It seems that cloud computing conversations are slowly beginning to march up the stack. Much of the initial focus in the space has been on cloud-based infrastructures such as servers, storage, networks, etc. To some degree, cloud-based approaches to this layer of IT are becoming more of a norm and less of an exception. As this happens, the industry begins to look at the next layer of the IT stack in the context of cloud computing: application platforms.
Cloud-based application platforms are intriguing in that they promise to shift the focus of cloud computing to what is important, the application. In its ideal form, users describe their applications, the application’s dependencies, service level agreements, and then they hit the easy deploy button. The cloud platform renders the underlying infrastructure and provides a robust, dynamic runtime for the application.
If charged with building and delivering a cloud application platform, my end goal would be to render both the infrastructure and application platform software as a black box to end users. That is much, much easier said than done.
Recently I chatted with a colleague about this very same topic, and I realized just how much would go into delivering such a solution to end-users. I left that conversation with several different requirements, but to give you an idea I’ll share three with you here:
1) Robust stable of platform software: It is no secret that enterprises run their applications on a diverse set of platform/middleware software. This includes simple web servers, J2EE servers, databases, mediation containers, rules engines, data grids, and much more. To be viable in an enterprise setting, cloud platforms will need to deliver a wide array of application platform software.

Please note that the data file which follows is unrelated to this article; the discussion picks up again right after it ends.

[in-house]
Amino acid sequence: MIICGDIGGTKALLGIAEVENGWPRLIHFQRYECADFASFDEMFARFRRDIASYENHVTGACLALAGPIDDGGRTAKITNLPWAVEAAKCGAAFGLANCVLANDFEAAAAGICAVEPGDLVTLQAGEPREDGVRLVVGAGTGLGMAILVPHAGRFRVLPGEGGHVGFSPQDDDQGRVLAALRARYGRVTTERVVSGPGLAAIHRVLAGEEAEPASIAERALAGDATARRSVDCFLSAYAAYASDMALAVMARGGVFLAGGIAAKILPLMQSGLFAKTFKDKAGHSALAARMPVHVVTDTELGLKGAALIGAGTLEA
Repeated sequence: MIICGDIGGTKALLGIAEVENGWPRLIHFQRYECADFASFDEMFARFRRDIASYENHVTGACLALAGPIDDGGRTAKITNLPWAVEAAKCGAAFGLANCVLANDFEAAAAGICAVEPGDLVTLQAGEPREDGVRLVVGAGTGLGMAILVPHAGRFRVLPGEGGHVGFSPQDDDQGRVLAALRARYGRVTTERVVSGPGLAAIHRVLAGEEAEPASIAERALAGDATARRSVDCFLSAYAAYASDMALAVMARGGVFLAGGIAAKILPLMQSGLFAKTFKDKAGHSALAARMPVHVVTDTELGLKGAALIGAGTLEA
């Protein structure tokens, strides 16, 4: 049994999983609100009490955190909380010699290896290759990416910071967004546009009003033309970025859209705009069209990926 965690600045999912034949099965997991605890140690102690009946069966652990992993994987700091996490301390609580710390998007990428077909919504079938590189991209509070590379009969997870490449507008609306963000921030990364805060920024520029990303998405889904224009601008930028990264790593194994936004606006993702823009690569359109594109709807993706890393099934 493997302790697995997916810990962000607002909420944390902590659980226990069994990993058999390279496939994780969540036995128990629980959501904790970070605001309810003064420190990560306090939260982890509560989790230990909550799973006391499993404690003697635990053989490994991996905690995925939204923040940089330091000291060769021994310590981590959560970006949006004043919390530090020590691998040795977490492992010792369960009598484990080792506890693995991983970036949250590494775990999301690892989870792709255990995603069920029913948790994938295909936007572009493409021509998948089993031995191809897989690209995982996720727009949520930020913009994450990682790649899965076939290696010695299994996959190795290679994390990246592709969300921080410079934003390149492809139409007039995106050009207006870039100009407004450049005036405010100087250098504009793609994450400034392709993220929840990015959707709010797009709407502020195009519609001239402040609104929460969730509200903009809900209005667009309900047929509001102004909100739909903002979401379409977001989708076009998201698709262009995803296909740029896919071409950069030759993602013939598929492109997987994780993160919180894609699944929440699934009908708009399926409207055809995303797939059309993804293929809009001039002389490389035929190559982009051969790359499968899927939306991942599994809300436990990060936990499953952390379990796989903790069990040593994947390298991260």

2) Operational and runtime management services for applications: In order to absolve the user from having to tinker with the application infrastructure, the cloud platform will obviously need to understand how to deploy applications to the platform software. Beyond the operational aspects of just getting the application out there and running though, users will expect the cloud platform to supply runtime management services as well. This includes elasticity, fault tolerance, high availability, etc.
3) Extensible foundation for runtime service delivery: When I say runtime services, I am talking about hosted, managed function that applications running on the platform can leverage. These services supply functionality like messaging, billing services, search capability, authentication management, and a myriad of other things. In my opinion, as the number of players in the cloud-based application platform grows, these runtime services will be a key differentiator. Providers that offer a vast array of quality services are likely to attract more users to their platform. It is unrealistic to expect that a given provider has both the resource and expertise to deliver the complete set of services that would attract users, so the foundation for these runtime services must be well-documented and extensible so as to be attractive to the provider’s partners.
Clearly, there is quite a bit to providing a solid application platform in the cloud. The requirements above do not even begin to scrape the surface, and just those are a pretty tall order for any potential provider. I am definitely interested to hear what you think will be requirements for cloud application platforms, so send me your recommendations on Twitter @damrhein.